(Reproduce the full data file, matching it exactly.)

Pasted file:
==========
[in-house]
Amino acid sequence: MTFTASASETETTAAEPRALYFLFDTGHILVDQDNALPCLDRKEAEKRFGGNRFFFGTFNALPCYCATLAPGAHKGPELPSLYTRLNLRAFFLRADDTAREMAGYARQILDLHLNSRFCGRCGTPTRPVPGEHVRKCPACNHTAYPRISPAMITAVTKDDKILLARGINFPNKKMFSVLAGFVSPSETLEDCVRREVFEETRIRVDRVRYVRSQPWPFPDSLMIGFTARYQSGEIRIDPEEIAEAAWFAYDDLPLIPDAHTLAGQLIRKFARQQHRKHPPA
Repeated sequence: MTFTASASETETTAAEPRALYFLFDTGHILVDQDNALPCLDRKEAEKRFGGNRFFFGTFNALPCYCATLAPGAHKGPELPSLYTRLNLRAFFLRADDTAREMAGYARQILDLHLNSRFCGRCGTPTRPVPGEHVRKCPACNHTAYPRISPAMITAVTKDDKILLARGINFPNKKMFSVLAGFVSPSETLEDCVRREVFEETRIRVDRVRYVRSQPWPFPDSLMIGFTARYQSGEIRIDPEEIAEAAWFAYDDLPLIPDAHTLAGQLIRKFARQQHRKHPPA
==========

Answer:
[in-house]
Amino acid sequence: MTFTASASETETTAAEPRALYFLFDTGHILVDQDNALPCLDRKEAEKRFGGNRFFFGTFNALPCYCATLAPGAHKGPELPSLYTRLNLRAFFLRADDTAREMAGYARQILDLHLNSRFCGRCGTPTRPVPGEHVRKCPACNHTAYPRISPAMITAVTKDDKILLARGINFPNKKMFSVLAGFVSPSETLEDCVRREVFEETRIRVDRVRYVRSQPWPFPDSLMIGFTARYQSGEIRIDPEEIAEAAWFAYDDLPLIPDAHTLAGQLIRKFARQQHRKHPPA
Repeated sequence: MTFTASASETETTAAEPRALYFLFDTGHILVDQDNALPCLDRKEAEKRFGGNRFFFGTFNALPCYCATLAPGAHKGPELPSLYTRLNLRAFFLRADDTAREMAGYARQILDLHLNSRFCGRCGTPTRPVPGEHVRKCPACNHTAYPRISPAMITAVTKDDKILLARGINFPNKKMFSVLAGFVSPSETLEDCVRREVFEETRIRVDRVRYVRSQPWPFPDSLMIGFTARYQSGEIRIDPEEIAEAAWFAYDDLPLIPDAHTLAGQLIRKFARQQHRKHPPA